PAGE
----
Do you know what your teen is doing on his or her cell phone? Chances are, your teen is active on one of the many popular smartphone apps that bring people together online—and in some dangerous situations offline as well. Here are just a few of the apps that put your teens screen-to-screen with predators:
SnapChat, a “disappearing” messaging app, has quickly become a teen-favorite, with four out of every 10 teens saying they’re actively using it. Teens can take a photo or video, add text to it, choose how long it will appear, and then send it to their friends. Once the receivers have viewed it, the message is deleted, however you can always take a screenshot to save the image before it’s gone.
Although teens use SnapChat to send funny pictures or videos to friends, it can also be used to exchange sexually explicit content between users, since teens feel safe that the message “disappears”. In fact, even the FBI warned parents in 2013 that minors are incredibly vulnerable on the app, since predators can convince teens to send sexual photos under the assumption they will be deleted. In one terrifying case from 2014, a ten-year-old girl was initially contacted and harassed by a predator on SnapChat who then sent her information to other predators that soon began to contact her as well!
Tinder is one of the most well-known and popular dating apps for smartphones. Tinder users are shown images of users located nearby, and then asked to swipe right if they’re interested, and swipe left if they’re not. If two users swipe right on each others’ profiles to indicate a mutual interest, then the users will be allowed to privately communicate with each other.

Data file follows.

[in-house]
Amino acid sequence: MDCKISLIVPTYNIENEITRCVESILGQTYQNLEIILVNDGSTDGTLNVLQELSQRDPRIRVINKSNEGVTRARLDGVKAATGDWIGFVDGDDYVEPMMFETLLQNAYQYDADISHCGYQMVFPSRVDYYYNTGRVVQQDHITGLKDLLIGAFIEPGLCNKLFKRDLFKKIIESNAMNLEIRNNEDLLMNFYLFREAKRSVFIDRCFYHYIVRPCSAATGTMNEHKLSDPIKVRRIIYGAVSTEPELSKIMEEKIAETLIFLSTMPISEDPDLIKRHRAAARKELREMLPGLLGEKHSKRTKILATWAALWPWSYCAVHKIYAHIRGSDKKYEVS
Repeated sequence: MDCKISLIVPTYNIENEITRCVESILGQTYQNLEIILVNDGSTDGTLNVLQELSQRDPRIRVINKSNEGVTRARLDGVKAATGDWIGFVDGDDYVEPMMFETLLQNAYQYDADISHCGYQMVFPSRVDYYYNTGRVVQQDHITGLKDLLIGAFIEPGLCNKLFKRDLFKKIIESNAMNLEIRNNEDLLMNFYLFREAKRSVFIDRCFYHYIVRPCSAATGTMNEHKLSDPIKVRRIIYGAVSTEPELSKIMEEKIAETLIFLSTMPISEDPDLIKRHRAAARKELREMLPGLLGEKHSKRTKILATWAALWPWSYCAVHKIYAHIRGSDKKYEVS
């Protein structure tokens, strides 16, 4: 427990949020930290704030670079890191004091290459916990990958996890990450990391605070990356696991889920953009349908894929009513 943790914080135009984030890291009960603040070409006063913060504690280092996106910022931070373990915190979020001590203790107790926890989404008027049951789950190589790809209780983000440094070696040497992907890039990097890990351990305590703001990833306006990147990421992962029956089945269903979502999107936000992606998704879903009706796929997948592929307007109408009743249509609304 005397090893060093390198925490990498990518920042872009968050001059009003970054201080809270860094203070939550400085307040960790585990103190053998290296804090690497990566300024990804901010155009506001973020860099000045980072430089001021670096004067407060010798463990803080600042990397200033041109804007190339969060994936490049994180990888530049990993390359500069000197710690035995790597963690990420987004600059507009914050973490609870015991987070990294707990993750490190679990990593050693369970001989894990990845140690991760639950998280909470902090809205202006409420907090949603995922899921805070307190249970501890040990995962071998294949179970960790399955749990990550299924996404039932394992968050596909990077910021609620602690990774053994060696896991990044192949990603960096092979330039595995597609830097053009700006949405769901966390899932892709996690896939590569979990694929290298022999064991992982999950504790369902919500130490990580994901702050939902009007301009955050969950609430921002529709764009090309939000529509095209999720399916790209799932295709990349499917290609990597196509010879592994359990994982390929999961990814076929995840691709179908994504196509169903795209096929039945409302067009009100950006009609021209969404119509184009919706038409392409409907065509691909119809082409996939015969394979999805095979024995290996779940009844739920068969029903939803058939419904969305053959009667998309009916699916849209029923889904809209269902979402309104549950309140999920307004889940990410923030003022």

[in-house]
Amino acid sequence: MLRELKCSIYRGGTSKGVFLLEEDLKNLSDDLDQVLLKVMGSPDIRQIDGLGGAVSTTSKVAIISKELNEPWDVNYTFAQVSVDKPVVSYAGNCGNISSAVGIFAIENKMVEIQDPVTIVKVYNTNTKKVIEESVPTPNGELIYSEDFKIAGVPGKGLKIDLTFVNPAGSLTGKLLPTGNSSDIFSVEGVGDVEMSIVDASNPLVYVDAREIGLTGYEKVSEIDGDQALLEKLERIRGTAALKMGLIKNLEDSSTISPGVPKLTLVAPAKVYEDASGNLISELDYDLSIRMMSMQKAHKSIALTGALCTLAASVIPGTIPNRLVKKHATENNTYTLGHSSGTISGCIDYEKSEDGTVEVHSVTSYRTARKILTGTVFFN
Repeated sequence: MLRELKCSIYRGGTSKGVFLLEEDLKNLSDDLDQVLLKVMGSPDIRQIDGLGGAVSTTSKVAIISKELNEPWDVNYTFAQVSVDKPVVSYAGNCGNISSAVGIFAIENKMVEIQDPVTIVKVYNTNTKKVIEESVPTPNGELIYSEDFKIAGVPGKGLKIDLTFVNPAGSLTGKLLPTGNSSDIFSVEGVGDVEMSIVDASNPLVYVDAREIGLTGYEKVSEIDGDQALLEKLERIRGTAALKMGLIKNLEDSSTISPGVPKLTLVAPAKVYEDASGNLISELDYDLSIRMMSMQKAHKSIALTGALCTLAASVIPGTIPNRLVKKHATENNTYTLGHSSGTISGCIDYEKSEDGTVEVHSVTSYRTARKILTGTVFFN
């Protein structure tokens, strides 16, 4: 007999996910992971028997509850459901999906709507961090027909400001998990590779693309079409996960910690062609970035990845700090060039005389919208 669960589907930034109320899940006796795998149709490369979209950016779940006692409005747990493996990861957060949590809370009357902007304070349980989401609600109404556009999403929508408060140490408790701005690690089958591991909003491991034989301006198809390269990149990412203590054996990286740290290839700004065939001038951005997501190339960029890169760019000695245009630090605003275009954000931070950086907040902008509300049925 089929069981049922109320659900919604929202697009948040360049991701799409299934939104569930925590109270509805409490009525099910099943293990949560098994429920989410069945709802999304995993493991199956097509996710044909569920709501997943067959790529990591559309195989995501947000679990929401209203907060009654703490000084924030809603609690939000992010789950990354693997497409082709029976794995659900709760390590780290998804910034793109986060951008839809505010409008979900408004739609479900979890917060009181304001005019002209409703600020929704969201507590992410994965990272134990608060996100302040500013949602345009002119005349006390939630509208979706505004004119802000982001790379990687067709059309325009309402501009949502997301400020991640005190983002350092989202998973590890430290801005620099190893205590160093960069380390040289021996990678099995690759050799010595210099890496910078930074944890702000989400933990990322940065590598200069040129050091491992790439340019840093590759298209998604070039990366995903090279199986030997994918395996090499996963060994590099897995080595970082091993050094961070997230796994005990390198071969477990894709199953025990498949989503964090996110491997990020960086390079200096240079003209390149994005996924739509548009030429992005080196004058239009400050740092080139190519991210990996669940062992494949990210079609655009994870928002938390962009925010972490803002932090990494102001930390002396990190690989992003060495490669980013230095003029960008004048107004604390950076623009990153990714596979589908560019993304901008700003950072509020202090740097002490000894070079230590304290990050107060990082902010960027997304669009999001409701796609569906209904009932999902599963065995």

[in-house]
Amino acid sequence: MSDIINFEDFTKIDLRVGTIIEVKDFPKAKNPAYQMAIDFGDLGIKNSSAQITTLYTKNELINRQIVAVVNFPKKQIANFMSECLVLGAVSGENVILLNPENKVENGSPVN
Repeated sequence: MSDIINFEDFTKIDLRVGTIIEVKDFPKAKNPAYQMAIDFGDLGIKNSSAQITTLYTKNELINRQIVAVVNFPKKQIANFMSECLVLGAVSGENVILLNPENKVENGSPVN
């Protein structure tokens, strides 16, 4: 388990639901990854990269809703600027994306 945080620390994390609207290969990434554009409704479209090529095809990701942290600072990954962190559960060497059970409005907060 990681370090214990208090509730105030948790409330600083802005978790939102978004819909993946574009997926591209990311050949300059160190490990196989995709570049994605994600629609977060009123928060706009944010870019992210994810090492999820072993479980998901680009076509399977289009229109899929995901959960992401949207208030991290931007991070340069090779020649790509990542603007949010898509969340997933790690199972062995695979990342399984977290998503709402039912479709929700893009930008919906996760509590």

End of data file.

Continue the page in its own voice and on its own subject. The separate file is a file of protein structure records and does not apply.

Although this is marketed towards adults, teens are actively using Tinder as a hook-up app, finding new attractive people nearby and arranging to meet up in person. This app is a magnet for predators, since it gives them valuable information on where the other user is located. The number of predators on Tinder is so high, there is even a website dedicated to documenting inappropriate conversations that users have experienced.
MeetMe, an app designed to introduce people to new friends, also uses location data to match people with others nearby. It separates itself from Tinder by also including a newsfeed type feature and games that users can play in their spare time. Despite these additions, MeetMe is widely used as a dating and hook-up app by teens.
Predators lurk on location-based apps such as MeetMe to lure teens to meet in-person. The predatory crimes that occur as a result of MeetMe interactions are so high that the app was sued by the San Francisco city attorney in 2014 for not protecting minors. The lawsuit came after three sex-crime cases were reported after minors met up with predators they met through this app.
This smartphone app users cell phone data to track users’ approximate location and virtually introduce them to people nearby. Once users contact each other, they can send private messages, virtual gifts and photos. Although designed as a way to meet new, friendly faces, many teens think of Skout as a hook-up app and often make plans to meet with people they’ve met online. This can be incredibly dangerous, since predators often pose as minors on this site to lure teens to meet in person.
Even though there is a separate Skout community for teens, predators can easily get in by pretending to be a teen. In fact, in 2012, there were three separate incidents of alleged rape that stemmed from meetings arranged on Skout within just one week! In all three cases, the predator successfully pretended to be a teen in order to gain access to the minor community.
Unfortunately, apps like these are only going to continue to grow in popularity because of the high demand for new ways to digitally connect. To protect your teens from the unthinkable, it’s important to use a cell phone tracker so you can always keep an eye on where they are. Many teens may not be happy with the idea of their parents knowing where they are at all times, so start a conversation with them about the many dangers that teens face and explain that tracking their cell phone is about keeping them safe, not invading their privacy.